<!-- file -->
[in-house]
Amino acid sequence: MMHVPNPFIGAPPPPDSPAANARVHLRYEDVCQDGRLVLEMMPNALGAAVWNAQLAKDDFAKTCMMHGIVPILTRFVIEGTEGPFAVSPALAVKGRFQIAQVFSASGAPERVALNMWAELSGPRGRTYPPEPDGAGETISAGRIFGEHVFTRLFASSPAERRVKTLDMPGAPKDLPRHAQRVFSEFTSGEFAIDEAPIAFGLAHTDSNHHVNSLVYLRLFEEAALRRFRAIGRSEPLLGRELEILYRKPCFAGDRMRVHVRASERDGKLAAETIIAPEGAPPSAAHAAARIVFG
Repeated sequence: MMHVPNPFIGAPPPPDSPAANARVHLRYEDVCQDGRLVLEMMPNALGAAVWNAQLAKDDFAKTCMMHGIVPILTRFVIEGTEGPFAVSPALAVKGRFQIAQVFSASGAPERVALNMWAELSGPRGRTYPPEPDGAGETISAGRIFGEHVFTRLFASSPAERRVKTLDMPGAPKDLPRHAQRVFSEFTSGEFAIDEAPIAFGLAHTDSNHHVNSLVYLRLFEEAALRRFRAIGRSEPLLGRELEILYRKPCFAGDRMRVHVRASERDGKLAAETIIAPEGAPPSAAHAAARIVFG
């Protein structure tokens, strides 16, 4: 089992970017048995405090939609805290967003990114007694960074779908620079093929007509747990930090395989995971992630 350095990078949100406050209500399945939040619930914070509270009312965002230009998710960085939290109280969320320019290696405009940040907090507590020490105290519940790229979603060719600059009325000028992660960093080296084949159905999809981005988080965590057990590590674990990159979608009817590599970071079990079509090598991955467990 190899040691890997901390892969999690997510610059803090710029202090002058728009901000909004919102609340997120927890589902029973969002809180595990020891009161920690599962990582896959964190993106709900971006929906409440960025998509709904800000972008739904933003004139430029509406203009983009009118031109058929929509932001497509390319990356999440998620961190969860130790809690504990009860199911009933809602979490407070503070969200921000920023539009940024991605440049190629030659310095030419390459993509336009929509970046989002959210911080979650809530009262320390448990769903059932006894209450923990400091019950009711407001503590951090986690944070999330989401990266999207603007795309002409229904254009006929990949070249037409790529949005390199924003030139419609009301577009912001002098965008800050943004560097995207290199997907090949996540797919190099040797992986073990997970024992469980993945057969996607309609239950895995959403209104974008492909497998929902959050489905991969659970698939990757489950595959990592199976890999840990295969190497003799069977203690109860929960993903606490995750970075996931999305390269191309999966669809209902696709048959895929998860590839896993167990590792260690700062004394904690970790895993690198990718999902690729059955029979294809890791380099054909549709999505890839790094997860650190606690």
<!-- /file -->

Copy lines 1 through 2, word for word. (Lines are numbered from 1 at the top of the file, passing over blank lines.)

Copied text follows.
[in-house]
Amino acid sequence: MMHVPNPFIGAPPPPDSPAANARVHLRYEDVCQDGRLVLEMMPNALGAAVWNAQLAKDDFAKTCMMHGIVPILTRFVIEGTEGPFAVSPALAVKGRFQIAQVFSASGAPERVALNMWAELSGPRGRTYPPEPDGAGETISAGRIFGEHVFTRLFASSPAERRVKTLDMPGAPKDLPRHAQRVFSEFTSGEFAIDEAPIAFGLAHTDSNHHVNSLVYLRLFEEAALRRFRAIGRSEPLLGRELEILYRKPCFAGDRMRVHVRASERDGKLAAETIIAPEGAPPSAAHAAARIVFG